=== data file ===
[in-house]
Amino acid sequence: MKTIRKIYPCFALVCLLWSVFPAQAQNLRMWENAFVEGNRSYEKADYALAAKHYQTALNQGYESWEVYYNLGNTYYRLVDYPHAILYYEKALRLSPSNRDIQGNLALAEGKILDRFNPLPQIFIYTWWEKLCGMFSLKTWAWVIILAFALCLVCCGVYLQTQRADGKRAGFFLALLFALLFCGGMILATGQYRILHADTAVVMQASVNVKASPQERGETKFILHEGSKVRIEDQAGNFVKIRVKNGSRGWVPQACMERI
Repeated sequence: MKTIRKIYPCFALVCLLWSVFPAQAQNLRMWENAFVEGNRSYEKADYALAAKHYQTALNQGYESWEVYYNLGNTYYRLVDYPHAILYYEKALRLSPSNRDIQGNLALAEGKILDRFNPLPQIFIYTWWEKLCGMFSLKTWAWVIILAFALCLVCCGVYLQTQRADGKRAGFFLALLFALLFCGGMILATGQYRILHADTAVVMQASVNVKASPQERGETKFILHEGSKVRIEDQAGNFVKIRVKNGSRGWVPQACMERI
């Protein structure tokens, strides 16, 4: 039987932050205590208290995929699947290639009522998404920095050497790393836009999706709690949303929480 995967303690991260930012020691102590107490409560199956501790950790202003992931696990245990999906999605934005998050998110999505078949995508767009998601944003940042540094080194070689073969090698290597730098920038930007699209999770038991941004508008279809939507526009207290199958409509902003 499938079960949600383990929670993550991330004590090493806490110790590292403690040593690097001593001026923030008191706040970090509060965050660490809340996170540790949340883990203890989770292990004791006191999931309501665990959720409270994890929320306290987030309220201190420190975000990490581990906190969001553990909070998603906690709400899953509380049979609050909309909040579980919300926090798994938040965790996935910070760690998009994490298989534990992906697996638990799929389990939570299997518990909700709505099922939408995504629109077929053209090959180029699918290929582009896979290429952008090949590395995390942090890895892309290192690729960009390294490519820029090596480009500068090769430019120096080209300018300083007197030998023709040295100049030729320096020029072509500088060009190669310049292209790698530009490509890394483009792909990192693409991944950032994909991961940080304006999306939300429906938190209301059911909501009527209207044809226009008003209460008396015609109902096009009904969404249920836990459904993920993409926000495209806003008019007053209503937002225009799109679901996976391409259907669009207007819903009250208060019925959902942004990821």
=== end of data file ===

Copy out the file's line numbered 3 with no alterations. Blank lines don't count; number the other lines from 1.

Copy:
Repeated sequence: MKTIRKIYPCFALVCLLWSVFPAQAQNLRMWENAFVEGNRSYEKADYALAAKHYQTALNQGYESWEVYYNLGNTYYRLVDYPHAILYYEKALRLSPSNRDIQGNLALAEGKILDRFNPLPQIFIYTWWEKLCGMFSLKTWAWVIILAFALCLVCCGVYLQTQRADGKRAGFFLALLFALLFCGGMILATGQYRILHADTAVVMQASVNVKASPQERGETKFILHEGSKVRIEDQAGNFVKIRVKNGSRGWVPQACMERI